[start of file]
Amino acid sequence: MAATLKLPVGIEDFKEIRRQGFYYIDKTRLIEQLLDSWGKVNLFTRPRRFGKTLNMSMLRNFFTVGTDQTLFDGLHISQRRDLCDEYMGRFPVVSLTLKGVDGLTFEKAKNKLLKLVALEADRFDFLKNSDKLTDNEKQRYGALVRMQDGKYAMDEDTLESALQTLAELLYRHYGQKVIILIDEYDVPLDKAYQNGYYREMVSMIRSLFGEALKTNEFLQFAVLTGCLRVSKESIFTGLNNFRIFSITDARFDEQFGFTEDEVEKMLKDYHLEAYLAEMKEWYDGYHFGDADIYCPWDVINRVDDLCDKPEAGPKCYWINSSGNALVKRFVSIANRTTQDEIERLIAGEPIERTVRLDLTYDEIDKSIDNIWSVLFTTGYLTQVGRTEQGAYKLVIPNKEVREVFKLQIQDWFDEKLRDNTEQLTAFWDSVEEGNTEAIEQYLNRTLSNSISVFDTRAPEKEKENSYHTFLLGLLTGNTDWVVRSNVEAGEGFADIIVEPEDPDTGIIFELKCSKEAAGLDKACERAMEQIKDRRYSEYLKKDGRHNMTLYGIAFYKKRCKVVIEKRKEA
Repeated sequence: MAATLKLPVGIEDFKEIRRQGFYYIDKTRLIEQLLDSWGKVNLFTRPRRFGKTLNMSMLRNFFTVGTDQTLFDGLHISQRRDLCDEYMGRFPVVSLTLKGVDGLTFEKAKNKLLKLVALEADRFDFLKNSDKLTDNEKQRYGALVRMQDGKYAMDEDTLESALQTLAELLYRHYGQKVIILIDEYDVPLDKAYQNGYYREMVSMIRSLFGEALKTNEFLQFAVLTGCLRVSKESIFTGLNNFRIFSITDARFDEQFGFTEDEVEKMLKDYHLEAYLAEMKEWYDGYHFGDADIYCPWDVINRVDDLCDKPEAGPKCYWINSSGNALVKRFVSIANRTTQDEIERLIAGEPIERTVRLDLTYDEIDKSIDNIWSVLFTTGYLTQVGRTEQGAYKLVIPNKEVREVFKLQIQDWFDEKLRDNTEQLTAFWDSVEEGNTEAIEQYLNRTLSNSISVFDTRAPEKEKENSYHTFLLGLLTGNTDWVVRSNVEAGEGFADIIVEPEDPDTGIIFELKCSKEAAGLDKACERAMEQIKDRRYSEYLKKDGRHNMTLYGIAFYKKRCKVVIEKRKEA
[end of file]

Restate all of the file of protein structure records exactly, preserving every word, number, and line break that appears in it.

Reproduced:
Amino acid sequence: MAATLKLPVGIEDFKEIRRQGFYYIDKTRLIEQLLDSWGKVNLFTRPRRFGKTLNMSMLRNFFTVGTDQTLFDGLHISQRRDLCDEYMGRFPVVSLTLKGVDGLTFEKAKNKLLKLVALEADRFDFLKNSDKLTDNEKQRYGALVRMQDGKYAMDEDTLESALQTLAELLYRHYGQKVIILIDEYDVPLDKAYQNGYYREMVSMIRSLFGEALKTNEFLQFAVLTGCLRVSKESIFTGLNNFRIFSITDARFDEQFGFTEDEVEKMLKDYHLEAYLAEMKEWYDGYHFGDADIYCPWDVINRVDDLCDKPEAGPKCYWINSSGNALVKRFVSIANRTTQDEIERLIAGEPIERTVRLDLTYDEIDKSIDNIWSVLFTTGYLTQVGRTEQGAYKLVIPNKEVREVFKLQIQDWFDEKLRDNTEQLTAFWDSVEEGNTEAIEQYLNRTLSNSISVFDTRAPEKEKENSYHTFLLGLLTGNTDWVVRSNVEAGEGFADIIVEPEDPDTGIIFELKCSKEAAGLDKACERAMEQIKDRRYSEYLKKDGRHNMTLYGIAFYKKRCKVVIEKRKEA
Repeated sequence: MAATLKLPVGIEDFKEIRRQGFYYIDKTRLIEQLLDSWGKVNLFTRPRRFGKTLNMSMLRNFFTVGTDQTLFDGLHISQRRDLCDEYMGRFPVVSLTLKGVDGLTFEKAKNKLLKLVALEADRFDFLKNSDKLTDNEKQRYGALVRMQDGKYAMDEDTLESALQTLAELLYRHYGQKVIILIDEYDVPLDKAYQNGYYREMVSMIRSLFGEALKTNEFLQFAVLTGCLRVSKESIFTGLNNFRIFSITDARFDEQFGFTEDEVEKMLKDYHLEAYLAEMKEWYDGYHFGDADIYCPWDVINRVDDLCDKPEAGPKCYWINSSGNALVKRFVSIANRTTQDEIERLIAGEPIERTVRLDLTYDEIDKSIDNIWSVLFTTGYLTQVGRTEQGAYKLVIPNKEVREVFKLQIQDWFDEKLRDNTEQLTAFWDSVEEGNTEAIEQYLNRTLSNSISVFDTRAPEKEKENSYHTFLLGLLTGNTDWVVRSNVEAGEGFADIIVEPEDPDTGIIFELKCSKEAAGLDKACERAMEQIKDRRYSEYLKKDGRHNMTLYGIAFYKKRCKVVIEKRKEA